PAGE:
pleasing to God (see 1 Peter 1:2, page 1132).
3. Why God Gives Us the Holy Spirit. The Holy Spirit??™s presence in our
lives is God??™s mark of ownership (see Ephesians 1:13-14, page 1064).
4. How the Holy Spirit Works in Our Lives. The Holy Spirit draws us to
Christ, enters our lives at conversion, and empowers us as we allow him to
work in our lives (see John 14:15-17, page 956).
5. When the Holy Spirit Can Be Sinned Against. There are six specific
ways we can sin against the Holy Spirit (see Acts 5:1-10, page 974).
6. Why Christians Need the Holy Spirit. Living the Christian life is
impossible without the Holy Spirit??™s help (see Galatians 5:16-26, page 1058).

who is the devil
What is the devil like Does he really look like the red-suited, pitchfork-holding
cartoon caricature seated on a throne in hell Or does he roam through the
earth disguised as an angel of light
Unfortunately, far too many people do not have an accurate view of who the
devil is. Many underestimate him and his prowess, even going so far as to doubt
his very existence. Someone once asked the great evangelist Charles Finney,
???Mr. Finney, do you believe in a literal devil??? Finney replied, ???You try opposing
him for a while, and you see if he??™s literal or not.??? You will find out how literal the
devil is the moment you make a commitment to Jesus Christ.




The Bible clearly shows us just how active and conniving the devil really is.
At the same time, Scripture also lets us know about the devil??™s limitations and
ultimate demise. The more we understand the tactics of this intelligent spirit
being, the better equipped we will be to ward off his attacks. Below are some key
passages of Scripture that answer some of the most commonly asked questions
about the devil??”who is also referred to as Satan.

1. Where Did Satan Come From Satan??™s pride led to his fall from heaven
(see Ezekiel 28:12-19, page 736).
2. What Are Satan??™s Abilities Satan does have the power and access to do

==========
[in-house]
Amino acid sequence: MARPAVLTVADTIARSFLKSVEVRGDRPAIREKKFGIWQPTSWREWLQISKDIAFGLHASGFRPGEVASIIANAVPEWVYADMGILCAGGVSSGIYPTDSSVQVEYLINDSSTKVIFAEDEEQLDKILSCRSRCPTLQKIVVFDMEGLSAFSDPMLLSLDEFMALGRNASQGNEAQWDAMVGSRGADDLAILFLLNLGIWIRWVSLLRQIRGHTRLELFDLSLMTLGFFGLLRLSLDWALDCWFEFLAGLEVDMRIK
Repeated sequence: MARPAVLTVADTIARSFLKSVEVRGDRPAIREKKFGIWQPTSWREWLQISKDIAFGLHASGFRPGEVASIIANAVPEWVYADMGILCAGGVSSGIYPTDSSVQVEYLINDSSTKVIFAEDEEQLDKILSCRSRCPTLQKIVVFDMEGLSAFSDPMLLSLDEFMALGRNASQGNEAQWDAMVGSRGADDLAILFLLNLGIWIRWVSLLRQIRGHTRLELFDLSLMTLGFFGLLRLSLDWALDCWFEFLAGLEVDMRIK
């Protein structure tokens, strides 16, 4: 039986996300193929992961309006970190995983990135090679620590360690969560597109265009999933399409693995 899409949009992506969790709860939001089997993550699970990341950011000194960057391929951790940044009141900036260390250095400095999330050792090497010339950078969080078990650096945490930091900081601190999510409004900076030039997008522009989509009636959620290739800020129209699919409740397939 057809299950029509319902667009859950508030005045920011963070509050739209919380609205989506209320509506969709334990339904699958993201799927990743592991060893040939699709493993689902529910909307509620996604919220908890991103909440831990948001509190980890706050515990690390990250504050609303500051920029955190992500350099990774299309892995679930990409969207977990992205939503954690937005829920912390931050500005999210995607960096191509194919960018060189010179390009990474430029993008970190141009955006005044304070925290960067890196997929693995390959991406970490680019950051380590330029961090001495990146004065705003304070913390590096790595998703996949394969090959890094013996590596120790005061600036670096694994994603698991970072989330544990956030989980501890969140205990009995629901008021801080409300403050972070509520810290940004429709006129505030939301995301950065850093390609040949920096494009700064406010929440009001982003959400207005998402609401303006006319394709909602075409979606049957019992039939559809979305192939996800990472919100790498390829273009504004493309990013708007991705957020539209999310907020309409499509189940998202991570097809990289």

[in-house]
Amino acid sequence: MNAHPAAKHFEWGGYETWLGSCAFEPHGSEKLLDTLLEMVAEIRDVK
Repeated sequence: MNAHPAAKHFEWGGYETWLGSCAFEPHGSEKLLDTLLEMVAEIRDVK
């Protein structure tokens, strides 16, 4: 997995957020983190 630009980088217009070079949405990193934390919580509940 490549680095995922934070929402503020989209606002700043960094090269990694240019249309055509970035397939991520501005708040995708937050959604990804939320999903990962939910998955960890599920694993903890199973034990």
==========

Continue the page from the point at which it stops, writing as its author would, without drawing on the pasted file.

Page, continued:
certain things in this world (see 2 Corinthians 4:3-4, page 1048).
3. What Are Satan??™s Limitations While we should not underestimate
Satan??™s power, we should realize that it is limited (see Job 1:1??“2:10, page
4. How Does Satan Attack People Satan masterfully uses manipulation
and distortion to deceive people (see Genesis 3:1-7, page 6).
5. Who Can Thwart Satan??™s Agenda Those who lay down their lives for
Christ will defeat this evil foe (see Revelation 12:10-12, page 1164).

what are angels
According to recent surveys, most people believe in the existence of angels. A
glut of books on the subject fills bookstore shelves. Still, our only reliable source
on angels and their activity is the Bible. Just who are these mysterious creatures
What do they look like Do they wear long, flowing robes and have large birdlike
wings And what is their purpose
You might call angels ???God??™s secret agents.??? They basically work undercover.
Most of the time these secret agents remain invisible??”except on those special
occasions when God allows people to see them. No doubt God realized that if
we were allowed to see them all of the time, they would become an object of our
worship, which is to be reserved for God alone. Let??™s take some time to see what
the Bible has to say about angels and their role in this world.

1. Why Did God Create Angels God created angels as unique spiritual
beings who worship Christ and care for his followers (see Hebrews 1:4-14,
page 1112).
2. What Do Angels Do in the Life of a Christian God has ordered the
angels to protect his followers and keep them from harm (see Psalm 91:1-16,
page 512).




3. How Are Angels Involved in Our Prayers Our prayers can trigger
spiritual warfare (see Daniel 10:1??“11:1, page 768).
4. What Role Will Angels Play in the End Times Angels will play a
strategic role in spreading the everlasting gospel (see Revelation 14:6-7,
page 1166).

what are demons
Just as there are angels who look out for your welfare, there are angels who are
bent upon your destruction. The Bible teaches that when Satan fell from heaven,
he took one-third of the angels with him (Revelation 12:4). Although we do not
know their exact number, Scripture tells us there are multitudes (Luke 2:13) and
legions (Matthew 26:53) of angels. So Satan has a sizable, highly organized force
under his control. These fallen angels, also known as demons, help Satan